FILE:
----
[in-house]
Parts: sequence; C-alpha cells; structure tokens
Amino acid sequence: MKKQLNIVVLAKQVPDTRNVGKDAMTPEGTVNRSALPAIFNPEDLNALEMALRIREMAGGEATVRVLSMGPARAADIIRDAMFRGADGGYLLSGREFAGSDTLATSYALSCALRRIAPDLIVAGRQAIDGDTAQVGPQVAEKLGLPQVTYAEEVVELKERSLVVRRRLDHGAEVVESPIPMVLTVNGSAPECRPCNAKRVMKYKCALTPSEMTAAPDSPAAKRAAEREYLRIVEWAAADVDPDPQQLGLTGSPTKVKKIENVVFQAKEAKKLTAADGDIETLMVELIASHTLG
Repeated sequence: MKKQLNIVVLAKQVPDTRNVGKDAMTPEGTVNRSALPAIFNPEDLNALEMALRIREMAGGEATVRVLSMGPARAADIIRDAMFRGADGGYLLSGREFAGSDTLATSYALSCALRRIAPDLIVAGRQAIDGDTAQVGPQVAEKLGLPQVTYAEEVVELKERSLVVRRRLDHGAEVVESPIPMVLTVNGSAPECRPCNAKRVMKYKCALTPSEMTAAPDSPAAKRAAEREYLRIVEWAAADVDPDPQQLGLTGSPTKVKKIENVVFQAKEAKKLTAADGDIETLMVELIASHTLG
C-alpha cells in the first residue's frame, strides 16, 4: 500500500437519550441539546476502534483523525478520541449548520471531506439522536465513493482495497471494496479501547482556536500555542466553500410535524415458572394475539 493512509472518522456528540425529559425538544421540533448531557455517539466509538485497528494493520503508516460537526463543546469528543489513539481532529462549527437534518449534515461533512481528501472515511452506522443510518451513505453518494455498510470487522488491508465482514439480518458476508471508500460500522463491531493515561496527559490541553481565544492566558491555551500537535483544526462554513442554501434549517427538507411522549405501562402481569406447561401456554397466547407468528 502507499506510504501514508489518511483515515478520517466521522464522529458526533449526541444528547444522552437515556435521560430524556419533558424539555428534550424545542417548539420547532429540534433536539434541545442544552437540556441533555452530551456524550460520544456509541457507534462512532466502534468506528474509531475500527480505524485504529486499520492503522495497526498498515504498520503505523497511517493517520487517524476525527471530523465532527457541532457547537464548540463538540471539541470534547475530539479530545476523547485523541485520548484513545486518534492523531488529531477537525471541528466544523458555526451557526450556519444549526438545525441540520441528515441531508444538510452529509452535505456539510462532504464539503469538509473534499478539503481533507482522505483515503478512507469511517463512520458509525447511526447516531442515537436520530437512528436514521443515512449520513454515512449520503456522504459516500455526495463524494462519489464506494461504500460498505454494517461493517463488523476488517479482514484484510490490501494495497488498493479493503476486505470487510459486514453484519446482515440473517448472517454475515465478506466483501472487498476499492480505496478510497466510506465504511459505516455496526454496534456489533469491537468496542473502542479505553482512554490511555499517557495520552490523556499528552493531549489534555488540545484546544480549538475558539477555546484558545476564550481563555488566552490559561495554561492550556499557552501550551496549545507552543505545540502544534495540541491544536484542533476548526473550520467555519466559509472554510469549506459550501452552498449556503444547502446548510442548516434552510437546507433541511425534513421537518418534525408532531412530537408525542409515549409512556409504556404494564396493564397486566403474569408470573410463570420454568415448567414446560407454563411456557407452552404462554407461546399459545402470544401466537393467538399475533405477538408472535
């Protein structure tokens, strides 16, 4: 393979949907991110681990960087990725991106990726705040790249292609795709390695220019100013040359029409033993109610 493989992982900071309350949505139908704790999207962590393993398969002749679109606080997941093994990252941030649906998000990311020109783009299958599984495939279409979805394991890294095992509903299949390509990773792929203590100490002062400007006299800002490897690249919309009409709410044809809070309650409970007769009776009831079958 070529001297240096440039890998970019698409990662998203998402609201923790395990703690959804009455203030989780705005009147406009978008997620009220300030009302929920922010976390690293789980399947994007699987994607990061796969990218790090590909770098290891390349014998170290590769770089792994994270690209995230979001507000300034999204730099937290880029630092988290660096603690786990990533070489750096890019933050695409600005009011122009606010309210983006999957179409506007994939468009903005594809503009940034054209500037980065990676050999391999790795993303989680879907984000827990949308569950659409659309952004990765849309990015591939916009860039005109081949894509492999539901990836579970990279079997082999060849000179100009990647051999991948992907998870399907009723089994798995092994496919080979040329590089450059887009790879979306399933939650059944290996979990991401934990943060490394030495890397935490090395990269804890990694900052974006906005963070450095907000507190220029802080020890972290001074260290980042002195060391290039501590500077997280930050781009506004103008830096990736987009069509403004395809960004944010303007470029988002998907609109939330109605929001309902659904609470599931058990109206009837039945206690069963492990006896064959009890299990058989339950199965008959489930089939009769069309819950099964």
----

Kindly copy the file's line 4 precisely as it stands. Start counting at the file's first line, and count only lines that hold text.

Repeated sequence: MKKQLNIVVLAKQVPDTRNVGKDAMTPEGTVNRSALPAIFNPEDLNALEMALRIREMAGGEATVRVLSMGPARAADIIRDAMFRGADGGYLLSGREFAGSDTLATSYALSCALRRIAPDLIVAGRQAIDGDTAQVGPQVAEKLGLPQVTYAEEVVELKERSLVVRRRLDHGAEVVESPIPMVLTVNGSAPECRPCNAKRVMKYKCALTPSEMTAAPDSPAAKRAAEREYLRIVEWAAADVDPDPQQLGLTGSPTKVKKIENVVFQAKEAKKLTAADGDIETLMVELIASHTLG